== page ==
Deputy Leader of the Dhivehi Rayyithunge Party (DRP), Dr Abdulla Mausoom, has dismissed reports in local media that the party’s alliance with the Dhivehi Qaumee Party (DQP) is being reconsidered.
“I think the media report is the opinion of one person,” said Mausoom.
Mausoom was responding to quotes from the Secretary General of the DQP, Abdulla Ameen, suggesting that a failure to strengthen the party’s ties since its initial agreement in February 2011 had made the coalition redundant.
“The coalition was formed to make the then government more accountable to its people. The other reason was to create an environment for the opposition parties to work together,” Ameen told Haveeru.
“But former President Mohamed Nasheed’s government fell in a way that we had not even expected. Now we have to function in a different manner altogether. So the circumstance under which the coalition was formed has changed drastically,” he added.
Ameen went on to say that the issue was one which would have to be discussed by the parties’ respective councils – he was not responding to calls at the time of press.
Mausoom, however, was keen to point out that the nature of the agreement with the DQP was more akin to an election strategy than a traditional coalition.
“The word coalition is not very meaningful in the Maldives,” he said. “Nasheed used a coalition to get into power and that fell apart.”
“We has an understanding – rather than a coalition per se – that Qaumee party would support DRP’s presidential candidate in 2013,” he explained.
Mausoom went on to suggest that legislation would be needed to enforce coalition arrangements before they could become a serious feature of Maldivian politics.
This view reiterates a point previously expressed by the DRP, who view the current alliance of political parties in support of President Dr Mohamed Waheed Hassan as a national-unity government rather than a coalition.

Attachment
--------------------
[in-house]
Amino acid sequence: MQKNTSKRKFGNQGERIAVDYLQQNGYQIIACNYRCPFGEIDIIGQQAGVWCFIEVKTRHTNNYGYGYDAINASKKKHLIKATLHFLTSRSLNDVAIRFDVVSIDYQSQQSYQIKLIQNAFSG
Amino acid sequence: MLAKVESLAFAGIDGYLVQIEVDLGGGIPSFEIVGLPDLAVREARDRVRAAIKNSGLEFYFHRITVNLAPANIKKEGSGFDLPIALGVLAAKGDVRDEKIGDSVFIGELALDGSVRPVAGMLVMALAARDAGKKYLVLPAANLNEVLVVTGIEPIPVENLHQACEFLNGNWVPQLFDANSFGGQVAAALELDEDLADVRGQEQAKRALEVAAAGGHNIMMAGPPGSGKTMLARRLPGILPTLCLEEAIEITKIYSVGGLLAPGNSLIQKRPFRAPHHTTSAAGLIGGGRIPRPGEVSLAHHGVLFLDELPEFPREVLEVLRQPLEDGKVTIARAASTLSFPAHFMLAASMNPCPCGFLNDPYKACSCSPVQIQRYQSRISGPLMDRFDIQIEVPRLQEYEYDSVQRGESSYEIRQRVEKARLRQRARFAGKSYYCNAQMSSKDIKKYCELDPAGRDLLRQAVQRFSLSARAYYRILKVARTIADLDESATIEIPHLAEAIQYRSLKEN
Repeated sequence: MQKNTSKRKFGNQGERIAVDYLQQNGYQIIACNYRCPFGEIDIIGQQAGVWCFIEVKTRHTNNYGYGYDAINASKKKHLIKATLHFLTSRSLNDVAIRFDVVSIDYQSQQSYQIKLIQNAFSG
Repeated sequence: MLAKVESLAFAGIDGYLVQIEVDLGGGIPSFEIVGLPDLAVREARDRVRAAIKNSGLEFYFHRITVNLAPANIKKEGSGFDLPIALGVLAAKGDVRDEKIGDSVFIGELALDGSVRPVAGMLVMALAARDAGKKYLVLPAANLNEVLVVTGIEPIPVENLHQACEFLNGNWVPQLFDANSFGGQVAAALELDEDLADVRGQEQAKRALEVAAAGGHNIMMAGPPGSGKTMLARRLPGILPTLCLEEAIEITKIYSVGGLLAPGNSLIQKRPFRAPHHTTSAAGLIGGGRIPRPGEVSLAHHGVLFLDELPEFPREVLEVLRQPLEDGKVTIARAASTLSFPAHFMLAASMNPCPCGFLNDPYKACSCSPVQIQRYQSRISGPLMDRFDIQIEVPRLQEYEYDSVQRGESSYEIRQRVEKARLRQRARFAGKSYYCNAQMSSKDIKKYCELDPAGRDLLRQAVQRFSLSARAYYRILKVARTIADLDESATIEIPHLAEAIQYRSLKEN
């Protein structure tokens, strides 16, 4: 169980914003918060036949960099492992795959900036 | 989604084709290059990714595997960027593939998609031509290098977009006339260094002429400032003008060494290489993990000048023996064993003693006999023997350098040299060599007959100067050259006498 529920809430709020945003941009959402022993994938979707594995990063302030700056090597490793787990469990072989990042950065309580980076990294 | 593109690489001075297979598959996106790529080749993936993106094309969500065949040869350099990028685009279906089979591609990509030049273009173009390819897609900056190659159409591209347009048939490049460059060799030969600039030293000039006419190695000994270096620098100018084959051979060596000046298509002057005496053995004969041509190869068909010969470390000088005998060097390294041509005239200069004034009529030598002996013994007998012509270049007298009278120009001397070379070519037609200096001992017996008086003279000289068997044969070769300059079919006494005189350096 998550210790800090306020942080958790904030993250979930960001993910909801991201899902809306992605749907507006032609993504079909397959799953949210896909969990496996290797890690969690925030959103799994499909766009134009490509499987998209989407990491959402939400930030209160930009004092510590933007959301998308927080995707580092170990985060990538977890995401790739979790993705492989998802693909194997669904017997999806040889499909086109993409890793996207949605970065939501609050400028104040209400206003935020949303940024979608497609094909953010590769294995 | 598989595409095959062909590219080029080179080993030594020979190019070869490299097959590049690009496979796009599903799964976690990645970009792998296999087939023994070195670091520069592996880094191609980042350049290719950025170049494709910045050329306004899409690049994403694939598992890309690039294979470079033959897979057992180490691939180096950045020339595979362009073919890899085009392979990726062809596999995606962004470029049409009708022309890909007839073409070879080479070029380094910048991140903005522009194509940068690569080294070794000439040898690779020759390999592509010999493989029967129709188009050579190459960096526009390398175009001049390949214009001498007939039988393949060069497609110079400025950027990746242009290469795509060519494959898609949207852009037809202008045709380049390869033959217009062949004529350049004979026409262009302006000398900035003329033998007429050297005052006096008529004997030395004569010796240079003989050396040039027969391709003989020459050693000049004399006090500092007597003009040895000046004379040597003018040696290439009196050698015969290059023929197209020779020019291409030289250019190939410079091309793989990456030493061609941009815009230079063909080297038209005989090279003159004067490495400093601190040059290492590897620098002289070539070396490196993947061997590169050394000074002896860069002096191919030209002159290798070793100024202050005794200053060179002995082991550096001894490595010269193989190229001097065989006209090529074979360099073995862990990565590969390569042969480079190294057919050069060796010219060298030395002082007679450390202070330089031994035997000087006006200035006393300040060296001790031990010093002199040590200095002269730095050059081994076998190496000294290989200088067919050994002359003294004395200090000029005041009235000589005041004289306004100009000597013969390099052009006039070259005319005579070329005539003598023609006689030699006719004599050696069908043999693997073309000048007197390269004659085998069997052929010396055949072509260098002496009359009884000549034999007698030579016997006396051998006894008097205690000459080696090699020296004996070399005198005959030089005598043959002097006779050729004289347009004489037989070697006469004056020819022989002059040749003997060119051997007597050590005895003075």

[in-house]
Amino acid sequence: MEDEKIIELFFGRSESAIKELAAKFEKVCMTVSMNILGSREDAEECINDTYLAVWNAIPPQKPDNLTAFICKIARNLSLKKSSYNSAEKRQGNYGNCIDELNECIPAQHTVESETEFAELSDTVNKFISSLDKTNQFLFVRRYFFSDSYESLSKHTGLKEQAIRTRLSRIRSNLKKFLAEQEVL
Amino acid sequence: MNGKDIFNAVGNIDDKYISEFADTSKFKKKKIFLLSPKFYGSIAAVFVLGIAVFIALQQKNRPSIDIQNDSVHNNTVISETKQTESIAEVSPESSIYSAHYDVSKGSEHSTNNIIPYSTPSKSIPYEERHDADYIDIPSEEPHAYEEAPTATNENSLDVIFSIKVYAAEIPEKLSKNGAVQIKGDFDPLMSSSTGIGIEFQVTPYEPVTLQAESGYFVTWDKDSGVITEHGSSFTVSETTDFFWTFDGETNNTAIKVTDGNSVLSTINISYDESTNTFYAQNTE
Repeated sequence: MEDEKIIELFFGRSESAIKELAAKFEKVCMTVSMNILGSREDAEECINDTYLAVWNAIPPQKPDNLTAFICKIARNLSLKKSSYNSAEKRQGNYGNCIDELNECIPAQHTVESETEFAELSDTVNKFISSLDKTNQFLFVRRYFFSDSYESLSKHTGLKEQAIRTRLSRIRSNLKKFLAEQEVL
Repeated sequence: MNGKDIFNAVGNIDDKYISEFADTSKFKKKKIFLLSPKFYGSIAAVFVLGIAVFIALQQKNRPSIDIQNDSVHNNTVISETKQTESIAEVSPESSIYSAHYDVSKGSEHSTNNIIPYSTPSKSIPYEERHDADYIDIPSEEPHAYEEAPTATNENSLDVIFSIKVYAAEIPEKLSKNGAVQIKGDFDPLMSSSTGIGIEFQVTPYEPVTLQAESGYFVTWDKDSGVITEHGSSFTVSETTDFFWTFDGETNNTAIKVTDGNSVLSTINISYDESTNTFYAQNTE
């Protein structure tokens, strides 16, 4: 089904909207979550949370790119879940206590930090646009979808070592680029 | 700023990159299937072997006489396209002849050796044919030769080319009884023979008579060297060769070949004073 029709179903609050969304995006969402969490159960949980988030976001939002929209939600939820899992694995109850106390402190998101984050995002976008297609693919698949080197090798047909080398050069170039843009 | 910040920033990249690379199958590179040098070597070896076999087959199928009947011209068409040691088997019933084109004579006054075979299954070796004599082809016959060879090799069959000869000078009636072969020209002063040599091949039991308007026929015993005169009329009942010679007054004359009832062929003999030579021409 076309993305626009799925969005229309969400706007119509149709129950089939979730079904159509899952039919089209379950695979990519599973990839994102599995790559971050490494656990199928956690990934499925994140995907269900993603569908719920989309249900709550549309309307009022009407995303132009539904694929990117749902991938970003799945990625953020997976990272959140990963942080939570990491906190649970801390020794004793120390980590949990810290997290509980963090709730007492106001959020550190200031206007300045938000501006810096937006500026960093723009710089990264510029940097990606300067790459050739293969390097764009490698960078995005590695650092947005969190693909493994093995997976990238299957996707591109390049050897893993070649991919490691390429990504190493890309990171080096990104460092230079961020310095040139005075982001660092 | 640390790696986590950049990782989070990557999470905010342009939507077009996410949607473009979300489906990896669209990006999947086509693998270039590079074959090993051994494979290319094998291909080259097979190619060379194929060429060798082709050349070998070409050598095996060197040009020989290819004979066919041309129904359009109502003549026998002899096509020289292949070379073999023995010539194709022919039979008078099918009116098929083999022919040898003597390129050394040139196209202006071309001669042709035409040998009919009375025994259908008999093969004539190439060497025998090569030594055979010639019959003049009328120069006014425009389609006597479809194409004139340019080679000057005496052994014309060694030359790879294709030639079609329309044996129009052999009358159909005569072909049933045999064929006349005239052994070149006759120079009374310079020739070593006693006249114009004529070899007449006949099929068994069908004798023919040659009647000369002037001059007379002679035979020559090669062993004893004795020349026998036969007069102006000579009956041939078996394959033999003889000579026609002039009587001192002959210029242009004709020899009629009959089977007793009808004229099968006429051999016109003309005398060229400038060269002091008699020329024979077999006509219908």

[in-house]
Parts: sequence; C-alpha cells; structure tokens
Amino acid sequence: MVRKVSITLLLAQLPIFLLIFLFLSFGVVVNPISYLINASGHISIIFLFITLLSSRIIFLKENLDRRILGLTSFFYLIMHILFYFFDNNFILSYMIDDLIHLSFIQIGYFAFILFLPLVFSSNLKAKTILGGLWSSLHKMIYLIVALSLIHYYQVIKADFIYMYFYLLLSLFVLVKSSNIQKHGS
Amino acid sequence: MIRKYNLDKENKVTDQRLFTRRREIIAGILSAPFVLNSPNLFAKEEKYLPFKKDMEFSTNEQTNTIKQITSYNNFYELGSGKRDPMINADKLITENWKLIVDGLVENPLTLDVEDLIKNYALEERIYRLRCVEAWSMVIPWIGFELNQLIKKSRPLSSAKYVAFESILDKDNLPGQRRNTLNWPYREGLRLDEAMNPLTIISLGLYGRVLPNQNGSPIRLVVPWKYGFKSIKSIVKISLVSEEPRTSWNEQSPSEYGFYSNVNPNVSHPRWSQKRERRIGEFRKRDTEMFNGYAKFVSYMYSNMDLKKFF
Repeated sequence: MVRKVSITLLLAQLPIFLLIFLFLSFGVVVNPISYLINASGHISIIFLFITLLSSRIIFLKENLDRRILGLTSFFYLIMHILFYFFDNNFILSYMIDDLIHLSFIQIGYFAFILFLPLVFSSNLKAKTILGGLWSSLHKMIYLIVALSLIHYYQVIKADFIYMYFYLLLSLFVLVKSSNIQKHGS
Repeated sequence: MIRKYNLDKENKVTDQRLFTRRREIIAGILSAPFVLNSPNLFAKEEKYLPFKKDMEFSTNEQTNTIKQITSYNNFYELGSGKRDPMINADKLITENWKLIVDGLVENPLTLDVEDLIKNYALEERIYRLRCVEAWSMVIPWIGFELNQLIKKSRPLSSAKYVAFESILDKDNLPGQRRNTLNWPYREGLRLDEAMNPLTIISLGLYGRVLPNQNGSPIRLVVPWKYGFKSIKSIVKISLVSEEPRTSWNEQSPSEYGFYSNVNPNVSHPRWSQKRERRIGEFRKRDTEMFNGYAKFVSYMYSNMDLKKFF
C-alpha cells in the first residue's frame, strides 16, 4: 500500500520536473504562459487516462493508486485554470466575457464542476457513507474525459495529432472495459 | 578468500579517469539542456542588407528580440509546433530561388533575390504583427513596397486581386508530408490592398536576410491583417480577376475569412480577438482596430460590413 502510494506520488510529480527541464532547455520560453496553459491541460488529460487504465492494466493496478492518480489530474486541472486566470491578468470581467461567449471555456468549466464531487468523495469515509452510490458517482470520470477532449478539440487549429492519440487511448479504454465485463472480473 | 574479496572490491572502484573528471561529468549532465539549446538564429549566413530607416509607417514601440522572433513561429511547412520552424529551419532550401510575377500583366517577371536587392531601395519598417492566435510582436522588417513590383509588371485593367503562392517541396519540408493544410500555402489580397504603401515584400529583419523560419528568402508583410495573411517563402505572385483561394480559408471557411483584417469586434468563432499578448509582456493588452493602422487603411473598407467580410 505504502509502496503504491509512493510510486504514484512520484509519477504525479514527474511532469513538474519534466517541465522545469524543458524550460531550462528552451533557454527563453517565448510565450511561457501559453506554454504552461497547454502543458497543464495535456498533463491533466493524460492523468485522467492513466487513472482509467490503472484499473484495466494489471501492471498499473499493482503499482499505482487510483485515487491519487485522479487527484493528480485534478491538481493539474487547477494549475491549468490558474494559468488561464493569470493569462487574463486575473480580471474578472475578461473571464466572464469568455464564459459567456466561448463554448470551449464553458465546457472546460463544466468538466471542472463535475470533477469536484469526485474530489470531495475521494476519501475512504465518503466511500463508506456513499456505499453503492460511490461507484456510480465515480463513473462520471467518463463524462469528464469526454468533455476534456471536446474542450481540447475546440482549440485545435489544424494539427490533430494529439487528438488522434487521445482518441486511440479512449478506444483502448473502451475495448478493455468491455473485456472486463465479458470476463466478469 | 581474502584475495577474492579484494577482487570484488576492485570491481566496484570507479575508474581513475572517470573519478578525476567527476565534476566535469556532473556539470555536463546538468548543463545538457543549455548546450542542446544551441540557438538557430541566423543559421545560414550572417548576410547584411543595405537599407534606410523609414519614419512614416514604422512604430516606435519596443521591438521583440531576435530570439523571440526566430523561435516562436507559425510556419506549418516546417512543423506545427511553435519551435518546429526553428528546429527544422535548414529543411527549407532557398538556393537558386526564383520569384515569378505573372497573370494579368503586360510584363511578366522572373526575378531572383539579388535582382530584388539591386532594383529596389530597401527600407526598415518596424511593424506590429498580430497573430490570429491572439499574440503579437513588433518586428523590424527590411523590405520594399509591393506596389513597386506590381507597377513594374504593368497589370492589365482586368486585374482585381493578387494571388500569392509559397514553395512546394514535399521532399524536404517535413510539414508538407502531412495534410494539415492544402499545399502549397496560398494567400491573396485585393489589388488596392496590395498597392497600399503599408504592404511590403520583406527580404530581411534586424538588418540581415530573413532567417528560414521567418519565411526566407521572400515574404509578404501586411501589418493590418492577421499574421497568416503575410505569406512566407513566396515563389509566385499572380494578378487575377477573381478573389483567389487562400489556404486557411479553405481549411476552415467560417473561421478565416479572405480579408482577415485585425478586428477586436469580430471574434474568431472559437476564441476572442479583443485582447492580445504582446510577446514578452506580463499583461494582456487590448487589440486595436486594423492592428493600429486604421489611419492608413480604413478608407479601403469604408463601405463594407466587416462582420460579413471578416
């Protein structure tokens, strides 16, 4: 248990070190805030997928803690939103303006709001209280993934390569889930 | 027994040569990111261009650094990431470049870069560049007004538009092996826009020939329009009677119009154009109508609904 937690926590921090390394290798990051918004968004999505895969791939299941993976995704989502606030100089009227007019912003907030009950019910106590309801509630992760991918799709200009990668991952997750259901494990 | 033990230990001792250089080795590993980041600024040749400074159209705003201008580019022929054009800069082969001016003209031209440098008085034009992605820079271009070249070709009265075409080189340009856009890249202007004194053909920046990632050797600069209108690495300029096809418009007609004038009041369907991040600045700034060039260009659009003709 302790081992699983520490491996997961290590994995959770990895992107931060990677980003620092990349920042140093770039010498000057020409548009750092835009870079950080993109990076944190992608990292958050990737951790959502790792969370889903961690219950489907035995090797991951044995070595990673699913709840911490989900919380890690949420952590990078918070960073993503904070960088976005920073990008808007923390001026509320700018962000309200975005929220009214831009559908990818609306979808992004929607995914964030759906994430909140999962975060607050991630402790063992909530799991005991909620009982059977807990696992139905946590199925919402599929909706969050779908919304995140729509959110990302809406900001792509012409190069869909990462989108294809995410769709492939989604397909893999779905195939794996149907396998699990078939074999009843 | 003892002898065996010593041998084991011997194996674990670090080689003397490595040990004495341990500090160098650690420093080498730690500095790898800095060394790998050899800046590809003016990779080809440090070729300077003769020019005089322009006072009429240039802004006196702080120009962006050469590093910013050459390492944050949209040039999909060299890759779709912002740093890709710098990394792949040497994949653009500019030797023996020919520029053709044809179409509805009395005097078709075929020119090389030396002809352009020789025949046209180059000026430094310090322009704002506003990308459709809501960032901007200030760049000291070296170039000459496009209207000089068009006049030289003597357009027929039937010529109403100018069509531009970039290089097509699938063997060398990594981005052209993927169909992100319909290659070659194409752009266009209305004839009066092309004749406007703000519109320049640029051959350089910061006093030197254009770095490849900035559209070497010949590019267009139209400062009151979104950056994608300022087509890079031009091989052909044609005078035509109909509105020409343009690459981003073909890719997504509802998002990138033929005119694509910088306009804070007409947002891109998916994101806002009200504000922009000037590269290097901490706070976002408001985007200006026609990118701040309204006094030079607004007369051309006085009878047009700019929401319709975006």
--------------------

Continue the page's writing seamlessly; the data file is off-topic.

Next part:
A no-confidence motion, seemingly backed by politicians from within the pro-government group, against President Waheed is currently awaiting inclusion on the Majlis agenda.
Ameen went on to argue that the two parties differ significantly on major issues, in particular the development of Ibrahim Nasir International Airport (INIA) by the Indian company GMR.
The DQP, however, released inflammatory literature likening the airport’s development to colonisation. The party’s leader, Dr Hassan Saeed, has this week released a book arguing for the unilateral invalidation of the agreement.
Hassan, also Special Advisor to President Waheed, compared cancelling the deal to “taking bitter medicine to cure a disease” or “amputating an organ to stop the spread of cancer.”
The DRP has stated its intention to provide voters with an alternative to the divisive and personality based politics offered by the other parties.
Vilufushi MP Riyaz Rasheed – the DQP’s sole MP -in June threatened to walk away from the party should it continue to its ties with the DRP, after the abstention of a DRP MP allowed the Maldivian Democratic Party (MDP) to pass a motion to debate police brutality in the Majlis.
The firebrand MP was reported by one local media outlet to have resigned from the party last week before telling another that the supposed resignation letter was simply one outlining current issues of concern he had about the party.
The DRP currently holds 13 seats in the Majlis and has 26,798 registered members, making it the second largest party in the country. The DQP has one seat and 2,199 members.